Figuring out what you
want in a partner can be trickier than you think. Sure, we all may have some broad ideas of what we like — someone attractive, funny, and kind — but people are a lot more complex than that. And getting to grips with our more detailed wants and needs isn't easy — in part because women who know what they want are often written off as difficult or demanding.
“Our society does not do us any favors when it comes to
dating, relationships, and communication,” family and marriage therapist Rachel Wright tells Bustle. “There isn’t a class in school on how to express our needs, and there’s also a huge cultural shame around women asking for what they need — we’re afraid to come off 'selfish,' 'needy,' 'bitchy,' or 'aggressive.' The reality is that if we don’t ask for what we need from our partners, they are never going to know, and not going to be able to give it to you."
What you look for in a long-term partner — and who you eventually choose to be with — has such a huge impact on your life. So, you shouldn't feel any shame about being specific in your wants and needs. With something this big, settling really just isn't an option. If you're not sure about what to look for — or even where to start — here's how you can begin to get a sense of what you should be looking for.
1 Determine Your Dealbreakers
There are some huge life decisions that may be make-or-break for you — whether you want kids, if you want to live in a certain area, if you're non-monogamous, or whatever it is that is a non-negotiable to you. "If you don't know and voice your dealbreakers, you may end up compromising what it is you really want and need,"
certified relationship coach Susan Golicic, PhD, tells Bustle. 2 Decide What You Want From A Relationship
Every relationship is different. Some people rely on their relationship for a partner in crime, some people want
all of their emotional support from a relationship, and some people are incredibly independent. It's important to figure out what your expectations and needs actually are, before you get involved with someone. "The start of a new relationship is an exciting period, and it’s easy to get caught up in the moment and forget about your goals for yourself and your relationship," says mental health counselor Alice Roberts, CSW, of Wasatch Family Therapy. "Having clear goals can help keep you focused on finding a partner who can truly share in them with you." Determining them beforehand can really help. 3 Think About Your Worst Dates
doesn't work can tell us as much as what does. "If you want to find out what you want, start with what you don't want,” Amica Graber, founder of dating blog TruthFinder, tells Bustle. “Sure, bad dates are a drag. But after experiencing a few of them, you'll learn to recognize traits and behaviors that you're not interested in — making them a lot easier to spot (and avoid) in the future.” Think about what really turned you off and why that might be, it can teach you a lot about yourself. 4 Know How You Want To Feel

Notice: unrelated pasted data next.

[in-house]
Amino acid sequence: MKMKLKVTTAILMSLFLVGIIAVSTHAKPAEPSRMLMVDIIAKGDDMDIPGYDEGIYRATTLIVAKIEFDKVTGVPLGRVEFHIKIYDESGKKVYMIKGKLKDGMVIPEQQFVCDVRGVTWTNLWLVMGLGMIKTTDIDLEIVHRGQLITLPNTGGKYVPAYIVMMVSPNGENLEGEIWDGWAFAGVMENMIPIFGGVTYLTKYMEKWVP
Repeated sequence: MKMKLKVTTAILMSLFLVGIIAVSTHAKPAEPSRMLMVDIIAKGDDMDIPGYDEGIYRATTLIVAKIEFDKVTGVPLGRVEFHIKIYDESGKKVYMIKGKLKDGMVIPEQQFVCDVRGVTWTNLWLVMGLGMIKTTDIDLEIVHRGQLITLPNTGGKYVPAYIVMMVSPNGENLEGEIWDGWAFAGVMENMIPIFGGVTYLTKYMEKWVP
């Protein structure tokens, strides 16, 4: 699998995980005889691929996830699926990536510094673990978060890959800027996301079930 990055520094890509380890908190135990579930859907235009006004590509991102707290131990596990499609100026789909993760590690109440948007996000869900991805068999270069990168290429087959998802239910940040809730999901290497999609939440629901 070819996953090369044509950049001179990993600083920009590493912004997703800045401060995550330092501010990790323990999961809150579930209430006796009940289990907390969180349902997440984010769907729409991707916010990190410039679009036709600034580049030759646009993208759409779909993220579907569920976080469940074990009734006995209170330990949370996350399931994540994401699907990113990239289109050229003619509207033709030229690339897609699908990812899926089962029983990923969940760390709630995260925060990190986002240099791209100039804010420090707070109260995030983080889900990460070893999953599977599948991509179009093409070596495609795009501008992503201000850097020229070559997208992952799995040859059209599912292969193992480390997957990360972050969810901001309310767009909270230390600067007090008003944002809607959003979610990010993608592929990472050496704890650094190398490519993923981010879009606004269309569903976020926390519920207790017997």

You often hear that your partner should make you a better version of yourself — but how? As
relationship coach Rosalind Sedacca tells Bustle, "How do I want to ?" is a key question when you think about a partner. Do you want to feel safe? Emboldened? Reassured? Partners can have many different effects, so it's good to think about what you'd really like your partner to do for you. feel with this person 5 Be Honest About Your Own Weaknesses
Nobody's perfect — and in a good relationship you acknowledge that you each have flaws. But that means being willing to
own your flaws, too. "Be willing to self-evaluate your areas of weakness and put a plan together to become more well-rounded," certified coach Anza Goodbar tells Bustle. This can involve a little self-improvement, but also thinking about what partner you'll work best with. 6 Think About Your Values
What matters most to you in a person? "Knowing your
core values and 'living' them are essential for your happiness and well-being," spiritual life coach Angela Lenhardt tells Bustle. And you'll want to find a partner who shares them. They may include honesty, accountability, responsibly, kindness — or something completely different. But when you figure out your core values, you'll have a better sense of what to look for. 7 Don't Ignore First Impressions
Finally, no matter how much thinking you do about what you want, it helps to pay attention to your impression of someone IRL — rather than on a checklist. "I can't tell you how many times people have told me when they look back to
that first meeting, they realized they had a knot in their stomach or just an overall uncomfortable feeling from the other person that they immediately shook off," astrologer and psychic medium, Suzie Kerr Wright, tells Bustle.
Knowing what you want in a partner and being willing to go for it isn't always easy. But who you choose to be with is such a huge decision. Do some thinking and a lot of self-exploration and figure out what really matters to you.
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